A federal judge has denied ex-Detroit councilwoman Monica Conyers' request to withdraw her guilty plea in a corruption case and sentenced her to three years and one month in prison.
Conyers suggested she was the victim of "badgering" last summer when she acknowledged a conspiracy to take bribes for her support of a Houston company seeking a sludge contract.
"I would like to withdraw my plea. I should not get jail for something I didn't do," she said.
But U.S. District Judge Avern Cohn said Wednesday her plea deal was voluntary on her behalf.
"Bribery is a betrayal of trust," Cohn told Conyers after announcing a 37-month prison term for her "egregious" crime.
?I do apologize for things I did do, but I don?t feel in my heart that I should take the blame for things I did not do,? Conyers said in court. ?I?m not going to be made a scapegoat. The newspapers are pressuring you to make an example of me.?
Conyers revealed in court that Cohn had earlier ordered that she see a psychiatrist. She said the doctor had an opinion as to why she pleaded guilty.
But Cohn replied, "These are matters the public has no need to know. There was nothing in the letter to suggest any basis to withdraw the plea."
Conyers will also be supervised for two years following the completion of her prison time.
She was not fined.
As guards cleared the courtroom, Conyers yelled that she planned to appeal. She then left the courthouse through a side door, without making a comment.
She is scheduled to report to prison no earlier than July 1.
Outside the court, Conyers? minister spoke briefly with reporters.
?I was praying for her when she was elected, I?m praying for her now. I?m praying for her family -- her sons, her mother,? said Robert Jones, of the Sweet Kingdom Missionary Baptist Church. ?I pray that her strength, her faith, are going to bring her through this.?
The federal government had recommended that Conyers get 46 to 57 months in prison.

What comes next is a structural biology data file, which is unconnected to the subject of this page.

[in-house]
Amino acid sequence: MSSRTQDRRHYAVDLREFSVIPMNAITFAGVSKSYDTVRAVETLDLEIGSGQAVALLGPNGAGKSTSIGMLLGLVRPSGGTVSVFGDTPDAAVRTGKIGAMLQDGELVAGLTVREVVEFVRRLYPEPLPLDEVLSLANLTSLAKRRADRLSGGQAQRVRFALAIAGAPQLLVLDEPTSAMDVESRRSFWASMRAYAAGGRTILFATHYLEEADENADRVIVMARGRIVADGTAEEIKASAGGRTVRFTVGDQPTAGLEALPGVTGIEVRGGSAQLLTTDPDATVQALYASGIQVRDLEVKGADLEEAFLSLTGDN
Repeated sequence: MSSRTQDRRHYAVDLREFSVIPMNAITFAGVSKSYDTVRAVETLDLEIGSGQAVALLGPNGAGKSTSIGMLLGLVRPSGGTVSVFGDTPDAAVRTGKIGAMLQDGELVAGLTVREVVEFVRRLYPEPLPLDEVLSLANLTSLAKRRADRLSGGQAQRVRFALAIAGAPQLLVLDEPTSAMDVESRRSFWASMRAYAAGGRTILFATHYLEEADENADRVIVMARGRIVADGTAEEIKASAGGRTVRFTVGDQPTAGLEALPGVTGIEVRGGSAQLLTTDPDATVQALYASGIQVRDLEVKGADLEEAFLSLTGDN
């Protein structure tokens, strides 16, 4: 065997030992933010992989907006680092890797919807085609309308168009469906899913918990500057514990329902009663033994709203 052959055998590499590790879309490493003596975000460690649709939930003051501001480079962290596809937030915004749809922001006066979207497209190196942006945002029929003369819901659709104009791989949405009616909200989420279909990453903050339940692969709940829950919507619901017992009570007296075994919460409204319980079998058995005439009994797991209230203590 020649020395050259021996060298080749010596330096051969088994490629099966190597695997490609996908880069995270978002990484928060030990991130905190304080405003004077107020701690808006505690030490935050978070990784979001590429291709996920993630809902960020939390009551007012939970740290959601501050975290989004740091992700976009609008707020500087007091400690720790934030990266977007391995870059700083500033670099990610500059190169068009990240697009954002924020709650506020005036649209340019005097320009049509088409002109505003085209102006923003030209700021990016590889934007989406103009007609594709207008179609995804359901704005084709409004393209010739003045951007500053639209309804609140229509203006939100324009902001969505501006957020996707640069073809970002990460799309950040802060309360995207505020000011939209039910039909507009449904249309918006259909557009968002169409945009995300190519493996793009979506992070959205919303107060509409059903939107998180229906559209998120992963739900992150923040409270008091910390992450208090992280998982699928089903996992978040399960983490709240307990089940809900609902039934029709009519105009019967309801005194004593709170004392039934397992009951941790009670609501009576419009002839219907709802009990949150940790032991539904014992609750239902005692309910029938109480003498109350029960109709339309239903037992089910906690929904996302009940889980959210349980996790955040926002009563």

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?Her abuse of office for self-enrichment was a betrayal of her fiduciary duty to the citizens and pensioners of the city who entrusted their tax dollars and retirement money to her,? federal officials wrote in Conyers? sentencing document.
Prosecutors said Conyers and an aide collected $69,500 from people seeking help from the city.
Conyers, the wife of powerful Democratic Rep. John Conyers, pleaded guilty June 26, 2009, to accepting cash bribes in exchange for supporting a sludge contract with a Houston company.
Conyers, 44, was charged with one count of conspiracy to commit bribery in connection with accepting two payments from a Synagro Technologies official in late 2007.
Conyers was identified as "Council Person A" in previous charging documents and accused of taking bribes to approve the Synagro $47 million sludge-handling contract for the city.
Conyers was the deciding voice in the 5-4 vote to approve the deal in November 2007.
The sentencing recommendations were filed Feb. 16, but were unsealed Monday after the government had said it would wait to unseal them until after jury deliberations in the trial of Conyers? co-defendant Sam Riddle.
Riddle?s trial ended last month with a hung jury.
?Riddle?s criminal trial illustrated how Ms. Conyers and Riddle used her office to pressure persons with business before the city to furnish items of value to Conyers and Riddle,? states Conyers? sentencing document.
According to charging documents against Conyers, "Beginning on a date unknown and continuing until in or about December 2007, in the Eastern District of Michigan, Monica Ann Conyers did knowingly and voluntarily conspire and agree with an aide and others to corruptly solicit and demand for the benefit of herself and others, and to accept and agree to accept, things of value from persons while an agent of the City of Detroit."
The document states that on Nov. 20, 2007, Conyers "met an individual sent by Rayford Jackson in the parking lot of the Butzel Family Center in Detroit and received an envelope containing cash."
It also states that on Dec. 4, 2007, Conyers and her aide accepted an ?envelope containing cash" in a Detroit McDonald's parking lot.
Riddle was identified as Conyers aide.
Conyers is the biggest catch so far in the FBI's wide-ranging investigation of corruption in Detroit city government. Nine people have pleaded guilty, including two former directors of the downtown convention center, and prosecutors have promised that more charges are coming.
Two people who worked for Synagro have already pleaded guilty: Rayford Jackson and James Rosendall Jr.
Jackson pleaded guilty June 15, 2009, to arranging four bribes in 2007 that totaled more than $6,000. He was sentenced to five years in prison.
Rosendall pleaded guilty last year, accused of trying to influence city officials by chartering private planes to take them to Las Vegas and Mackinac Island, donating about $200,000 to campaign entities of a city official and paying $25,000 to an unidentified city official's relative. He was sentenced to 11 months in prison.
The city of Detroit and Synagro Technologies called off the million-dollar contract after the corruption investigation began.
Homrich Inc. took over the new contract on Feb. 3, 2009.